How Often Should Patients Be Repositioned to Prevent Bedsores?
Bedsores are a common sign of neglect for nursing home patients. Caregivers need to reposition immobile patients every two hours to keep their blood flowing, their skin healthy, and to prevent bedsores.
Can Bedsores Be Prevented?
Almost 2.5 million patients suffer from bedsores each year. Some of these pressure injuries are unavoidable, but most can be prevented. The most effective way to prevent a bedsore is by frequently changing a patient’s position. Currently, the accepted guideline for care recommends that patients be turned every two hours. However, there is more to individualizing a patient’s care plan to determine the proper positions and how often turns should occur to prevent dangerous sores from developing.
Factors for determining a plan for a patient includes examining the following factors, such as the patient’s:
- Tissue tolerance over bony prominences
- Activity and mobility levels
- General medical condition
- Treatment objectives
- Condition of skin
- Comfort level
Testing a Patient’s Tissue Tolerance
While two hours is the rule of thumb for most patients, it may not be appropriate for all. Caregivers must test a patient’s tissue tolerance by determining the time it takes for skin to redden over bony prominences. Determining the frequency of turn involves moving and repositioning the patient using recommended techniques. The amount of time a patient is left in the same position until skin redness needs to be determined. Once that time is established, the caregiver should set the turn frequency to 30 minutes less than that time.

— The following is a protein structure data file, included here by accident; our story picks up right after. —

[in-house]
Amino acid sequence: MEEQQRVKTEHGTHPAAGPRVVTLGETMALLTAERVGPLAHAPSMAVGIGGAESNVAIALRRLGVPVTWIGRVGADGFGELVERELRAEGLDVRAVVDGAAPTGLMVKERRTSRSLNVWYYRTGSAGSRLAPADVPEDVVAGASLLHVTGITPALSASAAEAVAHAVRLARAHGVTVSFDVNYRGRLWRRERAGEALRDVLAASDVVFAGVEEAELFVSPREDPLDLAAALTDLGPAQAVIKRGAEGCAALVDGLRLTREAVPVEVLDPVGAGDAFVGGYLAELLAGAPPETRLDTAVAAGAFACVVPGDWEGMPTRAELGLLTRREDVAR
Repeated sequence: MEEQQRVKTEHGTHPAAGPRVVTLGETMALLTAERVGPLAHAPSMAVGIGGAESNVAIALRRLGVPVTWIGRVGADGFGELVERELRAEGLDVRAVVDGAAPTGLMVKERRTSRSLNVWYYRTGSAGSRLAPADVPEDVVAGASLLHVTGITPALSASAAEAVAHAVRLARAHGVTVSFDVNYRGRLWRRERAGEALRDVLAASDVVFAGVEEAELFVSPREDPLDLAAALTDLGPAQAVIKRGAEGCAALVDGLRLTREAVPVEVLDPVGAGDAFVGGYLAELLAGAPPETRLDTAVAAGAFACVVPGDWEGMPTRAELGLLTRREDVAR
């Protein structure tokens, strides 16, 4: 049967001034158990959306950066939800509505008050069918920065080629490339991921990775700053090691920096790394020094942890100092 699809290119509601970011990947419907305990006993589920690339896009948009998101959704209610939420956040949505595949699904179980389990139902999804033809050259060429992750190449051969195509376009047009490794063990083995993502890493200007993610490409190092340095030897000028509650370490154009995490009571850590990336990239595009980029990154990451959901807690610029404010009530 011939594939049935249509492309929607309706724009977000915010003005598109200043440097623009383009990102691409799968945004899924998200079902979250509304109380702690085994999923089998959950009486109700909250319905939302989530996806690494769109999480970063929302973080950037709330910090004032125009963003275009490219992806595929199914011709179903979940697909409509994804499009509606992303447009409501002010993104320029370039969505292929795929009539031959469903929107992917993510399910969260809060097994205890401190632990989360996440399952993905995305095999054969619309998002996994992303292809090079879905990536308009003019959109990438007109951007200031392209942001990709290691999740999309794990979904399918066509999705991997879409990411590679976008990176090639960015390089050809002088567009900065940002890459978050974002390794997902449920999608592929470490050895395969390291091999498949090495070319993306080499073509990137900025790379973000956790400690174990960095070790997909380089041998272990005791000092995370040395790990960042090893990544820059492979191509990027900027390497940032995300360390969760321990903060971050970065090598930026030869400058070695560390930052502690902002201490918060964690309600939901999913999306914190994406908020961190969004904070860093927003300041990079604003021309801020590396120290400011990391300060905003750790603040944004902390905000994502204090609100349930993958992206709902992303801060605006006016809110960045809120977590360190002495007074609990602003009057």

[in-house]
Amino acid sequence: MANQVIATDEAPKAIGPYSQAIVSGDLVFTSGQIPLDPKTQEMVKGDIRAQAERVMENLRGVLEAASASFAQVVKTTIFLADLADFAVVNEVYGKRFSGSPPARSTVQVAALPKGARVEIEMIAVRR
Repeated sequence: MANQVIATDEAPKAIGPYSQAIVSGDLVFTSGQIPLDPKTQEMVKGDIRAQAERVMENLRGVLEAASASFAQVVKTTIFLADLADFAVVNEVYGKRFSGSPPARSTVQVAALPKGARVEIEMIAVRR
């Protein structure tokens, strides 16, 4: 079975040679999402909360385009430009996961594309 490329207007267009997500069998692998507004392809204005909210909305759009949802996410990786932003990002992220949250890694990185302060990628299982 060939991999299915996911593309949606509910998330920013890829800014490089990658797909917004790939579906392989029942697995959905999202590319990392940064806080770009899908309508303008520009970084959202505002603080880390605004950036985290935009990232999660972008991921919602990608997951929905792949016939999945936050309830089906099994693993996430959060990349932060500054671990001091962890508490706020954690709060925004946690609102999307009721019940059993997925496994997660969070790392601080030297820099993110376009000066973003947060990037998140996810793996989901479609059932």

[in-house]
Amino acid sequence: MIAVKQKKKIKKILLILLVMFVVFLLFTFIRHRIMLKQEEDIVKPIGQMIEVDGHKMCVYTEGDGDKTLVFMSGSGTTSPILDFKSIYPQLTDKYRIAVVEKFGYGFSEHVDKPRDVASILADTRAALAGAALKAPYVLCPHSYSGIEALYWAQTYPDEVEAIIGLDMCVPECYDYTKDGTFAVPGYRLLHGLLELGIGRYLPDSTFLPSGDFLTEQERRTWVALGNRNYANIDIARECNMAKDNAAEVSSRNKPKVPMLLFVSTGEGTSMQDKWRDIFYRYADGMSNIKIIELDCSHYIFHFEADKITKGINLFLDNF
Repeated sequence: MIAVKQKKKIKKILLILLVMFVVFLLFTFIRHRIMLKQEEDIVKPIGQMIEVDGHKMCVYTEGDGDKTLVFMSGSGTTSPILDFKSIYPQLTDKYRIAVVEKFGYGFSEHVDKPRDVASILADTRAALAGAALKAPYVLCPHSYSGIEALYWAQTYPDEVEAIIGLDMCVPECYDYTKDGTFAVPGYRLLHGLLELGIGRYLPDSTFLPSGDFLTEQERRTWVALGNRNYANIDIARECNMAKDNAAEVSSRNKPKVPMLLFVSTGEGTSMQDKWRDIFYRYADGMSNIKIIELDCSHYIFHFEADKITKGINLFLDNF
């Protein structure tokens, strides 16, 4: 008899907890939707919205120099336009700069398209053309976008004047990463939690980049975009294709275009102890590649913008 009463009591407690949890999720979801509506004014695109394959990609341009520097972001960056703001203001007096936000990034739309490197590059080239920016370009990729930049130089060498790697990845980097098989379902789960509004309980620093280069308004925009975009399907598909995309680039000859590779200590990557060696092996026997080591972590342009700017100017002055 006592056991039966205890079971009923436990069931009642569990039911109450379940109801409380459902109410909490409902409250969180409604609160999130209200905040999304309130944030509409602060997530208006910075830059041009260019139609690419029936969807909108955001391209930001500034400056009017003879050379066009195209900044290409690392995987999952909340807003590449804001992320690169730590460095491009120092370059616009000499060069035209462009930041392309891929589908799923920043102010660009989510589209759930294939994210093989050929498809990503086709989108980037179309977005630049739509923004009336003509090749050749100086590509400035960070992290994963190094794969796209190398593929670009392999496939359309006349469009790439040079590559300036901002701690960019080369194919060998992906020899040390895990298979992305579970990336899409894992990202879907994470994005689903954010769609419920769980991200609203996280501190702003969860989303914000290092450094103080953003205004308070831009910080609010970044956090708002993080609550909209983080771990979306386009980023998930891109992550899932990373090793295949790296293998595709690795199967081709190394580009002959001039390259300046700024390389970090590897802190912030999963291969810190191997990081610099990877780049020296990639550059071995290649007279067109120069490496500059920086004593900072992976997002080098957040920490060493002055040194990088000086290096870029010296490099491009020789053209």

Patients Need to Repositioned Using Proper Technique
When repositioning bed-bound patients, the caregiver must make sure that the pressure is redistributed or relieved. They should also avoid positioning the patient on bony prominences that are already reddened because this could be an early sign that the skin is breaking down. The caregiver must lift the patient instead of dragging him or her during repositioning. This reduces skin damaged caused by friction and shear.
Seated Patients Require More Frequent Repositioning
Patients in wheelchairs need to be turned more often than bed-bound patients. Caregivers should teach chair-bound patients to shift their weight every 15 minutes. When patients are unable to reposition on their own, caregivers should move them each hour. A pressure redistribution cushion should be used to help distribute the patient’s weight without increasing the potential for skin damage.